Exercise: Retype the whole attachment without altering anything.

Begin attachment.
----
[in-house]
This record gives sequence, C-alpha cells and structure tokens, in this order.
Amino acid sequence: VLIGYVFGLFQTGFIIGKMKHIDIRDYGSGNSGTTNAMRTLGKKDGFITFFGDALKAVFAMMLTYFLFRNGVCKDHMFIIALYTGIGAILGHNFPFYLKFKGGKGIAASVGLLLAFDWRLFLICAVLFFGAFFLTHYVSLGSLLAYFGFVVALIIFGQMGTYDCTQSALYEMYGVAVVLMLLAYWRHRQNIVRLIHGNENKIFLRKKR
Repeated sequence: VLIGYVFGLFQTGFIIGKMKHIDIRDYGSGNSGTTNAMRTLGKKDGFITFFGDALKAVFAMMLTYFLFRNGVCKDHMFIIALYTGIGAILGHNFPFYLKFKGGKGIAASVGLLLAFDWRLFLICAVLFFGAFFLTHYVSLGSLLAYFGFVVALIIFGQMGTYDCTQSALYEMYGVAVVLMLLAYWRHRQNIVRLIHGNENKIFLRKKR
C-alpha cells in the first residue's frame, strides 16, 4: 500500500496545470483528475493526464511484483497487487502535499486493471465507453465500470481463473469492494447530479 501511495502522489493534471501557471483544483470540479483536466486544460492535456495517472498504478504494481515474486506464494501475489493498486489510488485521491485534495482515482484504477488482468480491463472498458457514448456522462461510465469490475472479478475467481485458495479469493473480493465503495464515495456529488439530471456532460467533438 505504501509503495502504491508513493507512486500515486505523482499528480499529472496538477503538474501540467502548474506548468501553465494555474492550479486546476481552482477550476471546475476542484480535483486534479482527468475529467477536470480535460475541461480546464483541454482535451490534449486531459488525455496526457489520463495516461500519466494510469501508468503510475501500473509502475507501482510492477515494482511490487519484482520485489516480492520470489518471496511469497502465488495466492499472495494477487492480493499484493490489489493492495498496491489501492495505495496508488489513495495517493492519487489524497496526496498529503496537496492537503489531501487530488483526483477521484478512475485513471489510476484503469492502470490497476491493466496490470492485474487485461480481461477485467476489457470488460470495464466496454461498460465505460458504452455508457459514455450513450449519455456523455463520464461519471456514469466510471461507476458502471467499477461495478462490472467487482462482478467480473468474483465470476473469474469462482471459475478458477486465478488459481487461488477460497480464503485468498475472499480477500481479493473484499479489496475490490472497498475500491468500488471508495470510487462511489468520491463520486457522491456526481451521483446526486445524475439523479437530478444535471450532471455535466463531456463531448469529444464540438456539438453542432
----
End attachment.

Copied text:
[in-house]
This record gives sequence, C-alpha cells and structure tokens, in this order.
Amino acid sequence: VLIGYVFGLFQTGFIIGKMKHIDIRDYGSGNSGTTNAMRTLGKKDGFITFFGDALKAVFAMMLTYFLFRNGVCKDHMFIIALYTGIGAILGHNFPFYLKFKGGKGIAASVGLLLAFDWRLFLICAVLFFGAFFLTHYVSLGSLLAYFGFVVALIIFGQMGTYDCTQSALYEMYGVAVVLMLLAYWRHRQNIVRLIHGNENKIFLRKKR
Repeated sequence: VLIGYVFGLFQTGFIIGKMKHIDIRDYGSGNSGTTNAMRTLGKKDGFITFFGDALKAVFAMMLTYFLFRNGVCKDHMFIIALYTGIGAILGHNFPFYLKFKGGKGIAASVGLLLAFDWRLFLICAVLFFGAFFLTHYVSLGSLLAYFGFVVALIIFGQMGTYDCTQSALYEMYGVAVVLMLLAYWRHRQNIVRLIHGNENKIFLRKKR
C-alpha cells in the first residue's frame, strides 16, 4: 500500500496545470483528475493526464511484483497487487502535499486493471465507453465500470481463473469492494447530479 501511495502522489493534471501557471483544483470540479483536466486544460492535456495517472498504478504494481515474486506464494501475489493498486489510488485521491485534495482515482484504477488482468480491463472498458457514448456522462461510465469490475472479478475467481485458495479469493473480493465503495464515495456529488439530471456532460467533438 505504501509503495502504491508513493507512486500515486505523482499528480499529472496538477503538474501540467502548474506548468501553465494555474492550479486546476481552482477550476471546475476542484480535483486534479482527468475529467477536470480535460475541461480546464483541454482535451490534449486531459488525455496526457489520463495516461500519466494510469501508468503510475501500473509502475507501482510492477515494482511490487519484482520485489516480492520470489518471496511469497502465488495466492499472495494477487492480493499484493490489489493492495498496491489501492495505495496508488489513495495517493492519487489524497496526496498529503496537496492537503489531501487530488483526483477521484478512475485513471489510476484503469492502470490497476491493466496490470492485474487485461480481461477485467476489457470488460470495464466496454461498460465505460458504452455508457459514455450513450449519455456523455463520464461519471456514469466510471461507476458502471467499477461495478462490472467487482462482478467480473468474483465470476473469474469462482471459475478458477486465478488459481487461488477460497480464503485468498475472499480477500481479493473484499479489496475490490472497498475500491468500488471508495470510487462511489468520491463520486457522491456526481451521483446526486445524475439523479437530478444535471450532471455535466463531456463531448469529444464540438456539438453542432